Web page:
One of Dell’s ongoing efforts in Kenya is the E-Waste Solutions Alliance for Africa, a two-year-old initiative that also includes partners Hewlett-Packard, Nokia and Philips. The companies have worked to develop a regulatory model for electronics recycling for developing countries.
Cox Kearns said the alliance has worked with a U.K.-based recycler to establish a recycling facility in Nairobi, Africa. East Africa Compliant Recycling, described as the region’s first large-scale e-scrap recycling plant, began operations in late 2013, according to a Dell press release.
The alliance also has worked with several Kenyan government ministries to develop regulations for this emerging market, supporting the industry and its employment and opening the door for other recyclers, Cox Kearns said.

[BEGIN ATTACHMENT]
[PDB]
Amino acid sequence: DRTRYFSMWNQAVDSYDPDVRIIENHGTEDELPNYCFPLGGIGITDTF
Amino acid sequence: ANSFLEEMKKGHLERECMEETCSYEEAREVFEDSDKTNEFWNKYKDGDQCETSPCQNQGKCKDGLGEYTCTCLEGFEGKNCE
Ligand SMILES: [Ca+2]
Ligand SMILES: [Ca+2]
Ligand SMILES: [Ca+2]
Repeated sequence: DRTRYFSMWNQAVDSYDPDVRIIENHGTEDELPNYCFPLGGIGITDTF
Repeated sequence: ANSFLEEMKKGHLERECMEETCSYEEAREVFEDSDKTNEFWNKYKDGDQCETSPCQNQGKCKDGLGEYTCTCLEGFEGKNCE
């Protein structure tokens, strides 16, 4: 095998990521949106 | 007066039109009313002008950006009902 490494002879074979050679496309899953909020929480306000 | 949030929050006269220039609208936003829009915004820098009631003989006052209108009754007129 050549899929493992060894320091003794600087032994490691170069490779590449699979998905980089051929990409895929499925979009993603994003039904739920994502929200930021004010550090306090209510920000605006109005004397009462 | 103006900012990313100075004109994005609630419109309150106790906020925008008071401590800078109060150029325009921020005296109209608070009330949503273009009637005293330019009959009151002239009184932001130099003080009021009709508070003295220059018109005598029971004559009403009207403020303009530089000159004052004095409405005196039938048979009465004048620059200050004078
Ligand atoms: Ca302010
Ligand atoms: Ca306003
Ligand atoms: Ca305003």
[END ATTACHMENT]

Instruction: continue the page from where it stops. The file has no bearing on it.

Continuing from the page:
“We now have a model we hope will become one that can be copied across other markets, with some tweaking,” she said.
In his presentation, ISRI’s Harris said a critical issue for emerging markets building their recycling industries is the classification of secondary materials that will be moved across national borders in a way that allows for the return of commodity-grade materials to the global marketplace.
“How we allow those materials to be moved, through a classification or a defined model, is critical for this industry,” Harris said. This has become even more important, he said, as the Basel Convention, the international agreement regulating transboundary shipments, now includes such materials as consumer electronics, used medical equipment and used automobiles.
Harris also raised the issue of producer responsibility and how recycling costs could be covered in various emerging markets, particularly since some streams “have a negative cost to recycle,” he said.